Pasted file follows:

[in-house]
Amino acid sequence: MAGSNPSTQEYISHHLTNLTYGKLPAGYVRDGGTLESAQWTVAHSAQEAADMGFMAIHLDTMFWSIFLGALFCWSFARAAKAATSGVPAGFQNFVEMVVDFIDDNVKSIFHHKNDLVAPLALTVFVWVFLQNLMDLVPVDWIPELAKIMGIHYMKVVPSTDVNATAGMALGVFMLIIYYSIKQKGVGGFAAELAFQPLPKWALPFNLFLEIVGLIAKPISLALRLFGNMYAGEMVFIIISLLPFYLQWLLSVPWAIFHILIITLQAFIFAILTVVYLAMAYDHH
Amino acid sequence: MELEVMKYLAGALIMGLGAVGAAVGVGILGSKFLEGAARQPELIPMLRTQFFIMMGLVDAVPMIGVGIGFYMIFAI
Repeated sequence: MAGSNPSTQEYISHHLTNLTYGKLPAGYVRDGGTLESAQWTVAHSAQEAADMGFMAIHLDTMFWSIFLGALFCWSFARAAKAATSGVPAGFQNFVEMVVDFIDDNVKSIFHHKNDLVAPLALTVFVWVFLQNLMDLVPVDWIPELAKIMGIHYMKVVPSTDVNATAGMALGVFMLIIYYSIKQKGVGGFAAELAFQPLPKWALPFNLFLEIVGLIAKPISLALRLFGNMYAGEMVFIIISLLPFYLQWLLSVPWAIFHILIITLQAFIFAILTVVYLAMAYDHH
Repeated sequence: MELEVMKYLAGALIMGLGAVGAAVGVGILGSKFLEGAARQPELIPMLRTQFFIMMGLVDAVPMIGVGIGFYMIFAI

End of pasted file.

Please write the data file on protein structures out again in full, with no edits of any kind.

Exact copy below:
[in-house]
Amino acid sequence: MAGSNPSTQEYISHHLTNLTYGKLPAGYVRDGGTLESAQWTVAHSAQEAADMGFMAIHLDTMFWSIFLGALFCWSFARAAKAATSGVPAGFQNFVEMVVDFIDDNVKSIFHHKNDLVAPLALTVFVWVFLQNLMDLVPVDWIPELAKIMGIHYMKVVPSTDVNATAGMALGVFMLIIYYSIKQKGVGGFAAELAFQPLPKWALPFNLFLEIVGLIAKPISLALRLFGNMYAGEMVFIIISLLPFYLQWLLSVPWAIFHILIITLQAFIFAILTVVYLAMAYDHH
Amino acid sequence: MELEVMKYLAGALIMGLGAVGAAVGVGILGSKFLEGAARQPELIPMLRTQFFIMMGLVDAVPMIGVGIGFYMIFAI
Repeated sequence: MAGSNPSTQEYISHHLTNLTYGKLPAGYVRDGGTLESAQWTVAHSAQEAADMGFMAIHLDTMFWSIFLGALFCWSFARAAKAATSGVPAGFQNFVEMVVDFIDDNVKSIFHHKNDLVAPLALTVFVWVFLQNLMDLVPVDWIPELAKIMGIHYMKVVPSTDVNATAGMALGVFMLIIYYSIKQKGVGGFAAELAFQPLPKWALPFNLFLEIVGLIAKPISLALRLFGNMYAGEMVFIIISLLPFYLQWLLSVPWAIFHILIITLQAFIFAILTVVYLAMAYDHH
Repeated sequence: MELEVMKYLAGALIMGLGAVGAAVGVGILGSKFLEGAARQPELIPMLRTQFFIMMGLVDAVPMIGVGIGFYMIFAI